NHS interview panels made to explain why they have hired white candidate over person from ethnic minority - 'It's a tick-box exercise!'

NHS bosses are making interview panels justify why they have hired a white person instead of someone from an ethnic minority.
NHS bosses are making interview panels justify why they have hired a white person instead of someone from an ethnic minority.

The policy does not apply the other way round and has caused upset within the NHS

Published

NHS bosses are making interview panels justify why they have hired a white person instead of someone from an ethnic minority.

The Royal Free in London asks staff to complete reports in which they must explain why the chosen candidate was “more suitable” for the job role.

NHS interview panels are being made to explain why they have hired white candidate over person from ethnic minority
NHS interview panels are being made to explain why they have hired white candidate over person from ethnic minority

The report which is sent to the NHS chief executive must also explain how the candidate from an ethnic minority was scored and suggest improvements for next time, commenting on how they could “develop their experience, skills, or amplitude”.

However, the policy does not apply the other way round.

The policy has been enforced since 2018 with senior staff members and recently expanded to the whole trust.

If the report is not sent to chief executive Caroline Clarke within ten working days the staff member will be put in the Workforce Race Equality progress report.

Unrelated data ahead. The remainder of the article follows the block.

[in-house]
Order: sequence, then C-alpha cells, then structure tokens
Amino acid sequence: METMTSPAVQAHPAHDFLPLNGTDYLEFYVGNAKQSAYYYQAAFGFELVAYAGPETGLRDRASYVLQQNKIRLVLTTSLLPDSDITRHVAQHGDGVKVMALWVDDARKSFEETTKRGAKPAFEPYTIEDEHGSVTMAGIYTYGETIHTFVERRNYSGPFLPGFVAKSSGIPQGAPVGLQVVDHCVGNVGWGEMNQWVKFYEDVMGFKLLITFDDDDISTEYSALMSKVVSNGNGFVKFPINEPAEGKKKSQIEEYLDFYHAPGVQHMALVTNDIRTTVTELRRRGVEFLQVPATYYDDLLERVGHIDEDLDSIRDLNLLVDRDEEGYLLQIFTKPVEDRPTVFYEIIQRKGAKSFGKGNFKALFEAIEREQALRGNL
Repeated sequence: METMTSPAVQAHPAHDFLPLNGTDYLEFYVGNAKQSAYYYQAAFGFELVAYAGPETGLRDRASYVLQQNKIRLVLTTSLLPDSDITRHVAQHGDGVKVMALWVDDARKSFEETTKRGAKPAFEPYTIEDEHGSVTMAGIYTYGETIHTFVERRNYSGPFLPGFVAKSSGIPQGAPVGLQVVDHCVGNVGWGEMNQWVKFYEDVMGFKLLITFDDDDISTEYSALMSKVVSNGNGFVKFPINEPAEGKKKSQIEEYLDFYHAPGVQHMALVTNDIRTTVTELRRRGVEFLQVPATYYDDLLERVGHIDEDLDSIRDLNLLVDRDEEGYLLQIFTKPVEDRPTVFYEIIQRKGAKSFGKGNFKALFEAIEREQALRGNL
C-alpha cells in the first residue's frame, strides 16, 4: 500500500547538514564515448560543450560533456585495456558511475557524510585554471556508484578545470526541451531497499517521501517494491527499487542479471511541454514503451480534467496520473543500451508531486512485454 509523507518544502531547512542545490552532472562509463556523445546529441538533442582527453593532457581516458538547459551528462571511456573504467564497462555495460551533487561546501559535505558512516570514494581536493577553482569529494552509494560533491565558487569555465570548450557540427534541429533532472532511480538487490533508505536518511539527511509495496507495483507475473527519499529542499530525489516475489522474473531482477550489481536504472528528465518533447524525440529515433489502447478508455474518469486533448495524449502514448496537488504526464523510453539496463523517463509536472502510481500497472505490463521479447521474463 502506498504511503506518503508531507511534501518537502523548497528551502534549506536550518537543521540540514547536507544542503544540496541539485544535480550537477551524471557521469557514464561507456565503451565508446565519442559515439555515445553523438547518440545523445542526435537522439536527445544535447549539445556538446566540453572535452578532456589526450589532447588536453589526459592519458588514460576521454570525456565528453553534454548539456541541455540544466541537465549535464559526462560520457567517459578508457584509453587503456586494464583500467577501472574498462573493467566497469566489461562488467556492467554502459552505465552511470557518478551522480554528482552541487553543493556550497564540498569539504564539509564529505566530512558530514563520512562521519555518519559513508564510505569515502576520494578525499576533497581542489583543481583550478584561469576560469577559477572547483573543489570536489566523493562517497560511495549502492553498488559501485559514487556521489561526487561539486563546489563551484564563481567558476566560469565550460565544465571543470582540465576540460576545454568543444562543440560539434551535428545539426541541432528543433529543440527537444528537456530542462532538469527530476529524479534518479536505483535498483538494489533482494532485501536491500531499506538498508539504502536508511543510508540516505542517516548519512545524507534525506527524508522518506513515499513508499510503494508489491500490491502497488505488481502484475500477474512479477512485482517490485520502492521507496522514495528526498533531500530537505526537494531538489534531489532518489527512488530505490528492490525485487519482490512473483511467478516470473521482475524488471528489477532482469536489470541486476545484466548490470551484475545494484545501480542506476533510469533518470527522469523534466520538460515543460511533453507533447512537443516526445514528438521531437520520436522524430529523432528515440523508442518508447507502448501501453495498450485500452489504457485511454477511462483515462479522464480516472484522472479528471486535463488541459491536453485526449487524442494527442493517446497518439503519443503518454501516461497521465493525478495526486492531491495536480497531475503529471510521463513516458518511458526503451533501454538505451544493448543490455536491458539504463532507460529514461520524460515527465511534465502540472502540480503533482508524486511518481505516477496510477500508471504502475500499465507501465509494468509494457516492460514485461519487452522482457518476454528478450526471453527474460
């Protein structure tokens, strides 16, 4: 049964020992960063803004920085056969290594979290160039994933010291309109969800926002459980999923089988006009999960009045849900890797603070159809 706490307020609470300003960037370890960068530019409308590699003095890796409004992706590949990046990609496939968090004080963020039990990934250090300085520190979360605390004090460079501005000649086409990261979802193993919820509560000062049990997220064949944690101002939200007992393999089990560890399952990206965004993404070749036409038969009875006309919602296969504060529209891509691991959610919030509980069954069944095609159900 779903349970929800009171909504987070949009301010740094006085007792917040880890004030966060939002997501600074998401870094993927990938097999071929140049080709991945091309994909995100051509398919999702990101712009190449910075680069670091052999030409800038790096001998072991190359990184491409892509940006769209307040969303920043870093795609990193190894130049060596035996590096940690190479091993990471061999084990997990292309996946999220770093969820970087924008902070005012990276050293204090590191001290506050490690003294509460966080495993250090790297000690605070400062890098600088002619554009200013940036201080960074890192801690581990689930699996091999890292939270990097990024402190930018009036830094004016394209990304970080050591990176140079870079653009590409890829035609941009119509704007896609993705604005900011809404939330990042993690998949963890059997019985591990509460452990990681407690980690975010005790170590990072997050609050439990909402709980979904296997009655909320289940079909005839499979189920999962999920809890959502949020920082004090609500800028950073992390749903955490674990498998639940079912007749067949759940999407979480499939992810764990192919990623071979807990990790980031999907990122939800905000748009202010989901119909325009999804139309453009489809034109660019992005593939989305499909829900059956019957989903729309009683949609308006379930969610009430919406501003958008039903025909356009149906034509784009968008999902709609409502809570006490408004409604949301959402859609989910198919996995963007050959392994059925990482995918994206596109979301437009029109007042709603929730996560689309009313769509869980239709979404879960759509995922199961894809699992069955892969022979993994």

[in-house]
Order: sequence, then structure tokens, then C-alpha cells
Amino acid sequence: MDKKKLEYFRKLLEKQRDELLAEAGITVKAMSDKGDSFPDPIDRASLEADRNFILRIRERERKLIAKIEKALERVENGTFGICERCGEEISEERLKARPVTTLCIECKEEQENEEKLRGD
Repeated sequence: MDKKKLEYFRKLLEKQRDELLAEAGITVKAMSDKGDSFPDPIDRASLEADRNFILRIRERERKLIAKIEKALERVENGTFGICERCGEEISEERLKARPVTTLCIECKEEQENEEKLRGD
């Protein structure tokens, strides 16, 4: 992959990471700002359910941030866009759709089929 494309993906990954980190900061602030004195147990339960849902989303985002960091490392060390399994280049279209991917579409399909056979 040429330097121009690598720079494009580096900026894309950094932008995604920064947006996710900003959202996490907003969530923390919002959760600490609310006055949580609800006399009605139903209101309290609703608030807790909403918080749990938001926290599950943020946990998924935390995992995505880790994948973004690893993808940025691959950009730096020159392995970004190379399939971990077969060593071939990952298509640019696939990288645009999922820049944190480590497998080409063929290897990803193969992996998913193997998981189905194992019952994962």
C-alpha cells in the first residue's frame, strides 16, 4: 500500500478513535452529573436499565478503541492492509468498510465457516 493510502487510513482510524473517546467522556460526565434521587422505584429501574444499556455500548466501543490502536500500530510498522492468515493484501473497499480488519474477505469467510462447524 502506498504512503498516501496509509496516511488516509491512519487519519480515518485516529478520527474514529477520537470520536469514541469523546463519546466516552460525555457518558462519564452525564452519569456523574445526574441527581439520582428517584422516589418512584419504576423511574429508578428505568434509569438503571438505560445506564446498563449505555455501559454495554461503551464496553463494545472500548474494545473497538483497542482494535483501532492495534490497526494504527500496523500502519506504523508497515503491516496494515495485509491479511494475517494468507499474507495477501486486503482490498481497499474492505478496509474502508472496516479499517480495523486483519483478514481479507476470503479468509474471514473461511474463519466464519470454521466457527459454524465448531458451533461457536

The policy has been enforced since 2018 with senior staff members and recently expanded to the whole trust.
The policy has been enforced since 2018 with senior staff members and recently expanded to the whole trust.

Speaking to the Daily Mail, a source said: “It feels like a tick-box exercise. When we discuss who the best applicant was after the interview, it’s not about their ethnicity.

“So justifying your decision based on where they might be from does take a lot of time because you have to revaluate your decision from a completely different perspective, based on race rather than ability.”

They went on to suggest the policy should be enforced for all candidates, no matter of their race.

Responding, a spokesperson from the Royal Free London said: “We are committed to having a diverse workforce and we seek to ensure all candidates, irrespective of their ethnicity, have equal opportunities to work at the Royal Free London.”